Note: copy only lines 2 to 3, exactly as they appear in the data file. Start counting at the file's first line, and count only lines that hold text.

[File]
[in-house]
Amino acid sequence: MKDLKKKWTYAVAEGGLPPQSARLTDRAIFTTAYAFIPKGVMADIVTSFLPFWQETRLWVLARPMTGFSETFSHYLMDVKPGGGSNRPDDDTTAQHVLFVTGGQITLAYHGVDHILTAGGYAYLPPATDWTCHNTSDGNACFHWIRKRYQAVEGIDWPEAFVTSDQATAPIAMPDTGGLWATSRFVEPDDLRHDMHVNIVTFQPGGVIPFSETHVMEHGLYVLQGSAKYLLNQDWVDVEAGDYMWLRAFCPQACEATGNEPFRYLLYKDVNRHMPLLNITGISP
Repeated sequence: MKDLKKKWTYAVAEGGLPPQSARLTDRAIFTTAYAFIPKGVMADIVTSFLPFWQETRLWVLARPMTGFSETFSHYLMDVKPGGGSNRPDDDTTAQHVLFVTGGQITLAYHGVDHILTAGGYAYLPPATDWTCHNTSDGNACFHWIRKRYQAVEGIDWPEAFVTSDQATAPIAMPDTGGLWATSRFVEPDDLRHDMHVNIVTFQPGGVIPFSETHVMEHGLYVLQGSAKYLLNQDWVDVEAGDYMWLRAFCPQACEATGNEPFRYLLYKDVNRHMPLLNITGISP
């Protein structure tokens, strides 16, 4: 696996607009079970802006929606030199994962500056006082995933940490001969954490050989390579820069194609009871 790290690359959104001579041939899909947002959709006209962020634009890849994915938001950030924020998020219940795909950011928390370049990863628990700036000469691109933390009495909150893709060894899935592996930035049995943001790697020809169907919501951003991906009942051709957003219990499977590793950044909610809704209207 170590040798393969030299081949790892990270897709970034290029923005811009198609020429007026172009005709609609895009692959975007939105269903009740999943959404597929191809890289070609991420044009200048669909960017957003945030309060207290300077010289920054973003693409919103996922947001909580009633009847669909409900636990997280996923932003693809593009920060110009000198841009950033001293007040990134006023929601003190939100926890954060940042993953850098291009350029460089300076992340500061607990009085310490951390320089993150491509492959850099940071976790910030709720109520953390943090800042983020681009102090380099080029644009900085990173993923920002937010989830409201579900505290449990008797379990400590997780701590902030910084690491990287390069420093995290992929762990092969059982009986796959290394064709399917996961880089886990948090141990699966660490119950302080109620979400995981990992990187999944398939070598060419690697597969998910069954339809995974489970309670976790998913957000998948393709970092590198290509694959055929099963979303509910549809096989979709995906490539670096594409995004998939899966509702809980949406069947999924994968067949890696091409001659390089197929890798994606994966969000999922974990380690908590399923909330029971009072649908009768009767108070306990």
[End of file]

Amino acid sequence: MKDLKKKWTYAVAEGGLPPQSARLTDRAIFTTAYAFIPKGVMADIVTSFLPFWQETRLWVLARPMTGFSETFSHYLMDVKPGGGSNRPDDDTTAQHVLFVTGGQITLAYHGVDHILTAGGYAYLPPATDWTCHNTSDGNACFHWIRKRYQAVEGIDWPEAFVTSDQATAPIAMPDTGGLWATSRFVEPDDLRHDMHVNIVTFQPGGVIPFSETHVMEHGLYVLQGSAKYLLNQDWVDVEAGDYMWLRAFCPQACEATGNEPFRYLLYKDVNRHMPLLNITGISP
Repeated sequence: MKDLKKKWTYAVAEGGLPPQSARLTDRAIFTTAYAFIPKGVMADIVTSFLPFWQETRLWVLARPMTGFSETFSHYLMDVKPGGGSNRPDDDTTAQHVLFVTGGQITLAYHGVDHILTAGGYAYLPPATDWTCHNTSDGNACFHWIRKRYQAVEGIDWPEAFVTSDQATAPIAMPDTGGLWATSRFVEPDDLRHDMHVNIVTFQPGGVIPFSETHVMEHGLYVLQGSAKYLLNQDWVDVEAGDYMWLRAFCPQACEATGNEPFRYLLYKDVNRHMPLLNITGISP